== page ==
Thursday, April 25, 2013

Do We Really Know?

Yesterday I was sitting in seat 25C of an Alaska Airlines jet mentally preparing for a few days of vacation visiting a dear friend. One of the flight attendants had caught my attention as I boarded the plane. He reminded me of someone, but I couldn’t quite place it. 

While my job doesn’t call for me to travel extensively, I would consider myself to be one that could go in the “Expert” line at security. I settled into my seat as the plane loaded and started doing my own thing. The captain’s voice filled the plane and the talking stopped while he gave his spiel. He handed off to someone else and the safety portion of the program commenced. I prepared to tune out, but the flight attendant that reminded me of someone was standing about 10 rows ahead of me. (Side note: The smirky smile and total disdain for the peasants riding in coach helped me connect which alumnus he brought to mind – one of my favorites.) I watched as the voice overhead reviewed the exit doors, the colorful brochure, the inflatable vest, etc. He had just finished waving his fingers to demonstrate our exit plan when something happened. The passengers gave up listening. Side chatter began and the volume grew to a point that I could almost not make out the directions droning on throughout the cabin. Intrigued by people in general, I watched my fella standing in the aisle as he finished his demonstration. Smirky smile in place throughout. He saw me watching and I swear I could see him
mentally roll his eyes. It was almost as if to say, “Well, the two of us listening will get out ok.” For, you see, our fellow passengers had checked out and stopped listening. They thought they knew what was being said: what the plan was in case of an emergency, what to do, how to do it and so they made assumptions and a choice to believe that what they “knew” would be applicable in the future.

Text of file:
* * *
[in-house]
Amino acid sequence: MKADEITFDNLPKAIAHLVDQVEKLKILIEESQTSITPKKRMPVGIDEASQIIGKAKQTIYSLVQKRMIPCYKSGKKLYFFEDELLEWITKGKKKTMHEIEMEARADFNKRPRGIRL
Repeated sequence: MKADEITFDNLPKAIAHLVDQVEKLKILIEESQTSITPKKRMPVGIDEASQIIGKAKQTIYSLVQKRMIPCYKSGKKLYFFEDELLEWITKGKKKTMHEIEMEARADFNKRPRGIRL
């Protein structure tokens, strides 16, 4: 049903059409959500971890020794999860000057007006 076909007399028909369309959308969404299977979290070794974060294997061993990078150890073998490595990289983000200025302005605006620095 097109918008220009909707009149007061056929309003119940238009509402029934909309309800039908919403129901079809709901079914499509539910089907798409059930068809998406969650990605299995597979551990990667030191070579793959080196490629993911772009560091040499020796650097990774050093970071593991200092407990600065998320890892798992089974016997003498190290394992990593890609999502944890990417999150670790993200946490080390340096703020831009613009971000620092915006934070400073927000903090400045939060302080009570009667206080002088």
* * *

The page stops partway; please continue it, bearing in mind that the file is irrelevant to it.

Now, I am not an expert on airline safety. But I am someone who reads about, thinks about and studies the human condition. More often than not, I find myself in a place like my fellow passengers. I think I know what’s being communicated so I disengage and check out. Most of the time it works out for me. (I mean, there are only so many ways to exit a plane.) But, sometimes it does not. As I sat, watched, listened two truths came to mind.

First - when you are the giver of information, sometimes the audience doesn’t want to hear it. Our role is to press through and deliver what we know to be the important, sometimes life-saving, messages. It is ok to do it with a smirky smile, but be sure when you do so it is with the confidence that your message is what those who have entrusted you to lead them need to hear. Press through, especially if you know that what you are sharing is essential. Have humor, find joy, but deliver what needs to be shared.